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Bureau of Mines / Minerals yearbook: Area reports: domestic 1972
Year 1972, Volume 2 (1972)

Brown, Brinton C.
Iowa,   pp. 269-284 PDF (1.5 MB)


Page 269

  269The Mineral Industry of Iowa 
This chapter has been prepared under a cooperative agreement between the
Bureau of Mines, U.S. Department of the Interior, and the Geological Survey
of Iowa for collecting infonnation on all minerals except fuels. 
By Brinton C. row' 
 Iowa ranked 31st in the United States in the value of its mineral production
which reached another ailtime high of S134,496,000 in 1972, surpassing last
year's record by 5%. Increased output of nonmetallic minerals, with the exception
of lime and sand and gravel, combined with higher prices, more than offset
decreased production and value of coal and peat. 
 Nonmetallic minerals dominated the State's mineral production, with 97%
of the total value; the remaining 3% was mineral fuels comprising mostly
coal. Mineral production value in the State was divided as follows: Portland
cement, 37%; stone, 36%; sand and gravel, 15%; gypsum, 4%; coal, 3%; clays,
2%; masonry cement, 1%; and the remaining 2% lime, peat, and gem stones.
Although petroleum has not been produced since 1963, this was the second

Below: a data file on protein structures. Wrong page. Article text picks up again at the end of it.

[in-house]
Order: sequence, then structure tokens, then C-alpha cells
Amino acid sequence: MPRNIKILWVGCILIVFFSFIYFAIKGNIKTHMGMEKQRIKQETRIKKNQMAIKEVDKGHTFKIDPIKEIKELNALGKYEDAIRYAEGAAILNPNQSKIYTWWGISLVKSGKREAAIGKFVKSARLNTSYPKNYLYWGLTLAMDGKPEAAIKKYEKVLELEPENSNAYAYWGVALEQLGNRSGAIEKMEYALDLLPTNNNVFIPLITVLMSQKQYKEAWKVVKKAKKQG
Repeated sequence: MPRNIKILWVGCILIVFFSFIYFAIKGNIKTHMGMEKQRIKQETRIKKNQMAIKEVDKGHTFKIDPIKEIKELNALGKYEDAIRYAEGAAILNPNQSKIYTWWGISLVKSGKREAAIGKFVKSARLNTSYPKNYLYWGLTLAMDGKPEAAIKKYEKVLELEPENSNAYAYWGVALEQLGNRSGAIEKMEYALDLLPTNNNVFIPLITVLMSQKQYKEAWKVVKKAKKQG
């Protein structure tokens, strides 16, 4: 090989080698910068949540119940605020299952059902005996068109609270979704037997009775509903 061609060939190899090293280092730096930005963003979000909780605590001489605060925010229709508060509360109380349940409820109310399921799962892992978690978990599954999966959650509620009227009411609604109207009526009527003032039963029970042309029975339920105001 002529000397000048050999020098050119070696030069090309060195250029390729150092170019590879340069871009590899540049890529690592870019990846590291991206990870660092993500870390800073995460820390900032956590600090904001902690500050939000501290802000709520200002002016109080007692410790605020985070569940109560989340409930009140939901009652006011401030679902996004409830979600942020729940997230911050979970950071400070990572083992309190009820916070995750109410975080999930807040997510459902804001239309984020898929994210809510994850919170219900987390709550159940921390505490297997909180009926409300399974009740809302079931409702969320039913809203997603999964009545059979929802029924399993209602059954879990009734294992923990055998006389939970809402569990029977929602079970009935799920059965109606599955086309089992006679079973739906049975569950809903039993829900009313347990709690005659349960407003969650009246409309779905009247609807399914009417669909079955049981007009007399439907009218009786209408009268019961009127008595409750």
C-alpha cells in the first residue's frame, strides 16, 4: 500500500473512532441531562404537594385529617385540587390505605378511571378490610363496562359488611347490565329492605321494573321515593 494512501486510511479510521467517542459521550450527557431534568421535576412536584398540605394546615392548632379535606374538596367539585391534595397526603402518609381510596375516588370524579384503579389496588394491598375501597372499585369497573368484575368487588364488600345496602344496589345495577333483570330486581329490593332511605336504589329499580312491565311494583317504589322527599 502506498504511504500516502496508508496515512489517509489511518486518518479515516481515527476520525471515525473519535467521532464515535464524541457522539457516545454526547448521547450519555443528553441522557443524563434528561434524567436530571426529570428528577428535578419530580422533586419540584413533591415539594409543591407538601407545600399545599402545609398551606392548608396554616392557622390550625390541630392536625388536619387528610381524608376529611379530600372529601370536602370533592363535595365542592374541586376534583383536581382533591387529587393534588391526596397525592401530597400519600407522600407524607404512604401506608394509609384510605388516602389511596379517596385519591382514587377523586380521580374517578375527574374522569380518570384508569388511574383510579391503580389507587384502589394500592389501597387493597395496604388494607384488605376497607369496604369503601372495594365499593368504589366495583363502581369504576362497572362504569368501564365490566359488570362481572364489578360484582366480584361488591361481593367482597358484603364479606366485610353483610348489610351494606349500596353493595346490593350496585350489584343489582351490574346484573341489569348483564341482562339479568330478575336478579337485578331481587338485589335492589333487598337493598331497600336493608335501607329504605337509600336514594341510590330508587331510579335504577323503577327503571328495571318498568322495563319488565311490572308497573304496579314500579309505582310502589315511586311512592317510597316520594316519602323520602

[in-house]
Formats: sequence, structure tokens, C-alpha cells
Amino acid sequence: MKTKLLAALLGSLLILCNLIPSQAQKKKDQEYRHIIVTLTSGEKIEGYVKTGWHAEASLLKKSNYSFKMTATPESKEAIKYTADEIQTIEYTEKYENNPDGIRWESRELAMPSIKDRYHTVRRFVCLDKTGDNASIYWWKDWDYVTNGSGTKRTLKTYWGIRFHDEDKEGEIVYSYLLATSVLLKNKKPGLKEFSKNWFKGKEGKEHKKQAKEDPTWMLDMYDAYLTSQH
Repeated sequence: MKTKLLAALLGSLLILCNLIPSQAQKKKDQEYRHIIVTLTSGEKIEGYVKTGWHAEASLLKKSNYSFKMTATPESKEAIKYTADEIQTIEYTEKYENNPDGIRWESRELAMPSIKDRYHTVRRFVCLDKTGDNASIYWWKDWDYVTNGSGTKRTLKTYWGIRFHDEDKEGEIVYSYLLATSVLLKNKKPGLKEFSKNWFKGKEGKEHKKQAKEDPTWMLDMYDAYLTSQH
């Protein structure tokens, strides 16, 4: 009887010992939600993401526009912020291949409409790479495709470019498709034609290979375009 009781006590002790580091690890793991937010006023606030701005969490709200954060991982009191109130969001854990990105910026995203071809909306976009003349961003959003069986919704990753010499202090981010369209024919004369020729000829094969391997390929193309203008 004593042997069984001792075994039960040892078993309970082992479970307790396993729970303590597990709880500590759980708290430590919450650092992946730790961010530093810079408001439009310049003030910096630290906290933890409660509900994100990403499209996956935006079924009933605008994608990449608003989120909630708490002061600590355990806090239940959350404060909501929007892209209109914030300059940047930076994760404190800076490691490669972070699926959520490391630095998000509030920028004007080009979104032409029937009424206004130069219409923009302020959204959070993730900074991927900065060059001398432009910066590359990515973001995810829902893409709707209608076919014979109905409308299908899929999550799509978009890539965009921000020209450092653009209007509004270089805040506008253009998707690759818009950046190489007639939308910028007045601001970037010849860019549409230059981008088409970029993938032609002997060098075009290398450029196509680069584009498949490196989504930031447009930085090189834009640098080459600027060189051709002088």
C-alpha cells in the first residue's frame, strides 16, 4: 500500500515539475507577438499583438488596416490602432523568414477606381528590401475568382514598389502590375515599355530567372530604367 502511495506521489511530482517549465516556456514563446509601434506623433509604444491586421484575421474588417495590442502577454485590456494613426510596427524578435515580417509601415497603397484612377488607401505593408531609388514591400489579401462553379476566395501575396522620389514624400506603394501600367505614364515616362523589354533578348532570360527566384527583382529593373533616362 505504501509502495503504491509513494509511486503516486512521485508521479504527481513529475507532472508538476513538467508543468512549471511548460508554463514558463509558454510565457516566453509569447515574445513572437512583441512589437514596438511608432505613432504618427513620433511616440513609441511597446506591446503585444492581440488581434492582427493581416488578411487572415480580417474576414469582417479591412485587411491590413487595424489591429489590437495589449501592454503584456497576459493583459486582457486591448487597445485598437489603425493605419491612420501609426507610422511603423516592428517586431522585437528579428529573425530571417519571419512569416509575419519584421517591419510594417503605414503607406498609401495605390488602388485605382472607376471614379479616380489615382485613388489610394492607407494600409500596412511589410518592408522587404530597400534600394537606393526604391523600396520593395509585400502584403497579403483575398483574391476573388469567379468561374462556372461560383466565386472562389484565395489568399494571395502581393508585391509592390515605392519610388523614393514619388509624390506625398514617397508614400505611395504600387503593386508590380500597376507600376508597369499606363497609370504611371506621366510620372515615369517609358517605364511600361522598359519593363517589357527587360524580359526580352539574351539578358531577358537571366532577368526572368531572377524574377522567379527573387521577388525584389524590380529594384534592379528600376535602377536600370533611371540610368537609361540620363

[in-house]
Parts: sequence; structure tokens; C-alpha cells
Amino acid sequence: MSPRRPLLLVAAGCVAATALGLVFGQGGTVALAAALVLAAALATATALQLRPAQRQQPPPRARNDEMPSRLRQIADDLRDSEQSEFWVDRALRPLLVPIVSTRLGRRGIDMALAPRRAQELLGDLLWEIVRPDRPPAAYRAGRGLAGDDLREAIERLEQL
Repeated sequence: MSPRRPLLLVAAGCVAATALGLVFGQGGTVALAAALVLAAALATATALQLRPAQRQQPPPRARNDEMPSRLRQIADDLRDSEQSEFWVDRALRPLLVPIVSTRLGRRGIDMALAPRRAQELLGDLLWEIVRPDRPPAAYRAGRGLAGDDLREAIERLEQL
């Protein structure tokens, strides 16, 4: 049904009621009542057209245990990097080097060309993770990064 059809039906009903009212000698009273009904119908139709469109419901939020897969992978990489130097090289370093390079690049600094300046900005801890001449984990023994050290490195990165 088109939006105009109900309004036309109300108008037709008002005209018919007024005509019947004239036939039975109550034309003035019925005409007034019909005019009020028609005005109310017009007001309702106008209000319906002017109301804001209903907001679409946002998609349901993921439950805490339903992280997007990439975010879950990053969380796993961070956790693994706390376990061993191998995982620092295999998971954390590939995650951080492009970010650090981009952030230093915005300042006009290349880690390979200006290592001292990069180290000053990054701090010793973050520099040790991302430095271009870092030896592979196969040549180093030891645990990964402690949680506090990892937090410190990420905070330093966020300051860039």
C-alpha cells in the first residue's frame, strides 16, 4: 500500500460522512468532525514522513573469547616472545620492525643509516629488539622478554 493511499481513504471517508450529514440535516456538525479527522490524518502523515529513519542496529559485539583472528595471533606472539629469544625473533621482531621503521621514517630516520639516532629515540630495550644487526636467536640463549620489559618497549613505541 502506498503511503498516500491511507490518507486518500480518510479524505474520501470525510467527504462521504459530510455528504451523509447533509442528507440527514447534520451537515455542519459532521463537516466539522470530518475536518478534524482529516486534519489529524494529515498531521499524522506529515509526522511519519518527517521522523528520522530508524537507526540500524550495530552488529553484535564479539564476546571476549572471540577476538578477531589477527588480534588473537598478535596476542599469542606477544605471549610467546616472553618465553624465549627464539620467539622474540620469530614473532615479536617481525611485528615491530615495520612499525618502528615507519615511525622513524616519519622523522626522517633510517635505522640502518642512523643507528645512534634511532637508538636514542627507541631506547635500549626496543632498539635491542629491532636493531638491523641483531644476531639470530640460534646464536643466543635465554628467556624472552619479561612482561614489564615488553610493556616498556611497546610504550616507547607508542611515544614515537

year in which no applications were made 
for permits for oil tests. However, 161 drilling permits were issued during
1972: 24 for gas injection/withdrawal wells, three for observation wells
associated with Iowa's five gas storage projects, and 134 for stratigraphic
tests. 
 Natural gas deliveries were curtailed to "interruptible" customers during
cold weather, which led to a run on alternate fuels 
—oil and propane. These fuels were also in short supply nationwide
and an acute shortage developed that was responsible for closing some mineral
processing plants during the winter. Farmers also had difficulty obtaining
fuel for drying a huge corn crop before storage. 
 Legislation and Government Programs.— The following Federal legislation
enacted during 1972 can affect mineral producing 
 Mining engineer, Division of Nonmetallic Minerals—Mineral Supply.
Table 1.—Mineral production in Iowa' 
1971 
1972 
Quantity Value 
Quantity 
Value 
Mineral 
(thousands) 
(thousands) 
Cement: Portland thousand short tons__ 
 Masonry do~.,..Clays  do..., 
2,393 
66 
2 1,028 
989 
W 
1,154 
18,279 
25,389 
$47,925 
1,719 
2 1,702 
4,609 
W 
4,460 
20,530 
44,977 
2,458 
66 
1,047 
851 
NA 
1,380 
17,107 
27,457 
$49,635 
1,916 
2,643 
4,138 
1 
5,714 
20,140 
48,642 
Coal (bituminous) do..._Gem stones                         Gypsum thousand
short ton&...Sand and gravel do..,~....Stone do.._.. 
Value of items that cannot be disclosed: 
Clay (fire) (1971), lime, peat, stone (dimension) (1971), and values indicated
by symbol W Total 
XX 
1,899 
XX 
1,667 
XX 
XX 
127,821 
108,686 
XX 
XX 
134,496 P 111,887 
Total 1967 constant dollars              
P Preliminary. NA Not available. W Withheld to avoid disclosing individual
company confidential data; included with "Value of items that cannot be disclosed."
XX Not applicable. 
1P~uction as measured by mine shipments, sales, or marketable production
(including consumption by producers). 
2 fire clay; included with "Value of items that cannot be disclosed." 
Excludes certain dimension stone; included with "Value of items that cannot
be disclosed," 


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